This series of paintings takes that new relationship with portraits, the instant gratification of the “Selfie”, and translates it back into one of the oldest forms of representation: painting. As soon as humans began to paint they painted their fellow beings. The urge to portray and record ourselves is one of the most fundamental drivers of creative culture. The genre of portrait painting is one of the most prevalent throughout history. Until even the recent past only the very rich could afford to commission portraits. With the advent of photography and more importantly the recent proliferation of smart phones, portraiture has become so democratized that everyone has the ability to instantly create their own portrait -- “Selfie” has entered the language.
These paintings take on the significance bestowed upon the sitter as an image frozen for posterity and combine it with the blurring of the movement of actual perception, of flickering video and the degradation of images through rapid transfer. Traditionally, a portrait froze a person giving them and their representation a significance and permanence. This series reverses that hierarchy and creates a world of ephemeral reality that reflects our real interaction with others, in life and in the virtual world of digital communication. The images are taken directly from a smart phone. Through an exhaustive process of creating hundreds of images with the phone a single one is finally selected and viewed on the original phone screen as a basis to work from. Modern, ephemeral and disposable imaging is taken back to an ancient form of representation in which paint captures and gives permanence to the sitter. The new world becomes old world, questioning the value placed on revered portraits and instant photos.
Images of people are still the most prevalent of all photos taken and sent. Our fascination with the human face starts when we first open our eyes as babies and faces are the first image that babies can recognize. We spend a large part of our lives looking at people’s faces and studying them for information and emotion that adds to and mediates verbal communication. It is so ingrained in our psyche that two dots and a curved line below are all we need to recognize a face both as adults and even as newborns. Our minds are so conditioned that we can find a face in a random image, for example clouds, the moon and trees. These images can be abstracted to extremely minimal references and still be recognizable to all ages and across all cultures, in a form as limited as J or :-). This series of paintings breaks down the visual references to what can be identified as a face and explores just how far that “interference” can go before recognition is lost. Living on the edge of this line between figurative and abstract is what this experimental series explores. There are several other ongoing series of paintings inspired by the same investigations: historical figures, pop-culture personalities, cartoon characters, and several others.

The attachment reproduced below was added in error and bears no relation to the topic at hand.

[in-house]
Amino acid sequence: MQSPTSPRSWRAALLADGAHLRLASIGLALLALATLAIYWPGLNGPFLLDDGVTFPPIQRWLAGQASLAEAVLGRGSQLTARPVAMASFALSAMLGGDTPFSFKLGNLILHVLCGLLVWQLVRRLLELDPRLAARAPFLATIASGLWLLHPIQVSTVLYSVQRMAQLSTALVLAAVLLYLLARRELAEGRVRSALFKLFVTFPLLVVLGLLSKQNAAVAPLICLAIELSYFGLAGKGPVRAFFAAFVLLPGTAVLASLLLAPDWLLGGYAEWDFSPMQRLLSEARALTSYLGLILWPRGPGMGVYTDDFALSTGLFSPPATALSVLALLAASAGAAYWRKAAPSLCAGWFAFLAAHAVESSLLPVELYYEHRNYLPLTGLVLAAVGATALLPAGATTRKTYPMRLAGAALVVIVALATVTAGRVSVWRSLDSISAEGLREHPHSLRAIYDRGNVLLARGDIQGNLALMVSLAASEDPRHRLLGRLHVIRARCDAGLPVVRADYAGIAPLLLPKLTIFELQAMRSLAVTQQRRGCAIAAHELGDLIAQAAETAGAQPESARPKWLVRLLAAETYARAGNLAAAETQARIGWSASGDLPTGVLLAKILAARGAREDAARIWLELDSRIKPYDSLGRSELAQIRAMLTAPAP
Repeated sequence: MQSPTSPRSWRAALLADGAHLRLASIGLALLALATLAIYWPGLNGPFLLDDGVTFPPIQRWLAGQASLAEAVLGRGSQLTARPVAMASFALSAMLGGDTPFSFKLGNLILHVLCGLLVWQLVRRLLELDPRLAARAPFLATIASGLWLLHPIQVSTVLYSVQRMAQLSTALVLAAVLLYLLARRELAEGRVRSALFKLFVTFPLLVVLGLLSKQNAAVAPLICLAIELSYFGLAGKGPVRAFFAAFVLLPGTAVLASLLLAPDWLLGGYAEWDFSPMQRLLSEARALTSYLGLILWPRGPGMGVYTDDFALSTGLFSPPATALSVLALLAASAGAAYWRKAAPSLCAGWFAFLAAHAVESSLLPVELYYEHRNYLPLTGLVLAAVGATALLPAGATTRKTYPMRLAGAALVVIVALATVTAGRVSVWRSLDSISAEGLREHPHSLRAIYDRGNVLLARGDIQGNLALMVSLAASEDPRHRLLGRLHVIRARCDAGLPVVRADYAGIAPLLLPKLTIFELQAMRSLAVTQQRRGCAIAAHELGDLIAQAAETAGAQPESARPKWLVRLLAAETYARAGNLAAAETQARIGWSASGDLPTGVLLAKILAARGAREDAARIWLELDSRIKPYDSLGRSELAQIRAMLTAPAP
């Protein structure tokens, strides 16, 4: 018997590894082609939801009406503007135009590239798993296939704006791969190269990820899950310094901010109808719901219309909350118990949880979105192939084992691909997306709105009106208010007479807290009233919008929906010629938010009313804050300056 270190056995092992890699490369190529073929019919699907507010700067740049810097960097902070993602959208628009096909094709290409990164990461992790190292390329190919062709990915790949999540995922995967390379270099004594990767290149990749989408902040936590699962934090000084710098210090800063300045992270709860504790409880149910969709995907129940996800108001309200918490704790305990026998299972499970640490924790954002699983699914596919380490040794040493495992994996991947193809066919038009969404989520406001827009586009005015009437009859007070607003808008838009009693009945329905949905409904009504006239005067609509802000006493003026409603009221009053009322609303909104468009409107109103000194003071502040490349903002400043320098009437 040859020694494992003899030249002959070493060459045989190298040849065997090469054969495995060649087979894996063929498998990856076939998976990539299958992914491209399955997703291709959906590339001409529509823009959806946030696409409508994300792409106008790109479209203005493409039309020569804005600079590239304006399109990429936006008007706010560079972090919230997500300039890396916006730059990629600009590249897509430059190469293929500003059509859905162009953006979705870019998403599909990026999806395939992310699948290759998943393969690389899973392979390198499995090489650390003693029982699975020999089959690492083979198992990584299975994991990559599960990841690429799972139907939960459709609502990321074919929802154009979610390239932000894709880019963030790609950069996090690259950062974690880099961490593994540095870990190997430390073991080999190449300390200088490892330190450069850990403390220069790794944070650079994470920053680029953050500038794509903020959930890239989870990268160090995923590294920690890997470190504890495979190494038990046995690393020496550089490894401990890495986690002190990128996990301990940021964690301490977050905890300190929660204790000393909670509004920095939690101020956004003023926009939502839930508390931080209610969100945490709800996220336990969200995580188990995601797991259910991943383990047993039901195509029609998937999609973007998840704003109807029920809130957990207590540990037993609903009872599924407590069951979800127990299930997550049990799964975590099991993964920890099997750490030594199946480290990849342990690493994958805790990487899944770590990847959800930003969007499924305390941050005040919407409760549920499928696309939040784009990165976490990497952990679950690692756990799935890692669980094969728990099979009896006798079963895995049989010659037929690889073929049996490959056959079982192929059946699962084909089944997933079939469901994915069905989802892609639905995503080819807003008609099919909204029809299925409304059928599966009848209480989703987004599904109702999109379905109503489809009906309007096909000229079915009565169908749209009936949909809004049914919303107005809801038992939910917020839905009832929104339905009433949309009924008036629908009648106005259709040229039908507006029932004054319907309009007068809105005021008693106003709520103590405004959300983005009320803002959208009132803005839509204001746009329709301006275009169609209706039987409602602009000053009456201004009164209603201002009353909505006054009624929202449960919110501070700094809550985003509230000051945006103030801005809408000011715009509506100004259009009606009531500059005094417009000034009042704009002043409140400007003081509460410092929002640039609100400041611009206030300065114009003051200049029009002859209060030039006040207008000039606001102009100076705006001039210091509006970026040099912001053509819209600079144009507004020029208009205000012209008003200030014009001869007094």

On another level, the work portrays the essence of the sitters. It reflects how we really perceive people we know, not as the frozen, high-detail "replicas" of photography or traditional portraits, which capture only the instant of that person, but the living, moving forms that we really perceive: blurred in motion and complex in the way the real people’s characters and personalities are complex and only reveal themselves slowly over time.
The structure of the paintings intentionally shows how they were made, with visible pencil work and areas of canvas showing process and layering. The use of paint and brushstroke is an original technique, which is dynamic and conveys the energy of movement. The work shows a human hand and by displaying technique it contrasts with the clinical perfection of digital images.
I have included one of the series “Mother”. My mother has Alzheimer’s and this painting reflects something of that blurring and transient nature of human character and personality. I started this series while Skyping her in London from San Francisco. I used to leave the Skype on all day while I worked and essentially "kept her company". We are used to thinking of communication by phone and Skype as verbal but I discovered it could be deeper. I realized that the communication was not just verbal but one of almost “presence”, of being there in the room together, keeping each other company. This series portrays the nature of that relationship through a monitor with its distortions and movement – it is the “presence” of a person.